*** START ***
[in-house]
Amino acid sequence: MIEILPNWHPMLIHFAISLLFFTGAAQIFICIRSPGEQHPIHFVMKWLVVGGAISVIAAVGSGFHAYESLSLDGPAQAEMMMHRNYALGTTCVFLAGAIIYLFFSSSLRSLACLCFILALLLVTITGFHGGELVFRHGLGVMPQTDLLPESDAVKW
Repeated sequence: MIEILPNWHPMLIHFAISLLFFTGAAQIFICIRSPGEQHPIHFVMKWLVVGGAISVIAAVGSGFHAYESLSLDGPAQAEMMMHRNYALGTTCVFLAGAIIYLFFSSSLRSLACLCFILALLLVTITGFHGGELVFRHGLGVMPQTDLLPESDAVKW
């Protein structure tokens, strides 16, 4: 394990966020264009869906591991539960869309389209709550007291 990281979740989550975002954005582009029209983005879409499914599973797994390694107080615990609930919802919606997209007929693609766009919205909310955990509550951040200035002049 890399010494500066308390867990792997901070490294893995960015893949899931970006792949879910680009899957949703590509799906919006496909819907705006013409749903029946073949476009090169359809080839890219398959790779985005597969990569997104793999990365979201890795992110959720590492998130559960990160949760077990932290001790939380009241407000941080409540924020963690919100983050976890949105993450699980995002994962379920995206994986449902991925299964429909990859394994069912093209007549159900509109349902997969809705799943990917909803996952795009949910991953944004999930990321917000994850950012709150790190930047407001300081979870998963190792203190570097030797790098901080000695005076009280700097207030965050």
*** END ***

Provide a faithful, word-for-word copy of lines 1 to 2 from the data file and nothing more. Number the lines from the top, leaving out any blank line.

[in-house]
Amino acid sequence: MIEILPNWHPMLIHFAISLLFFTGAAQIFICIRSPGEQHPIHFVMKWLVVGGAISVIAAVGSGFHAYESLSLDGPAQAEMMMHRNYALGTTCVFLAGAIIYLFFSSSLRSLACLCFILALLLVTITGFHGGELVFRHGLGVMPQTDLLPESDAVKW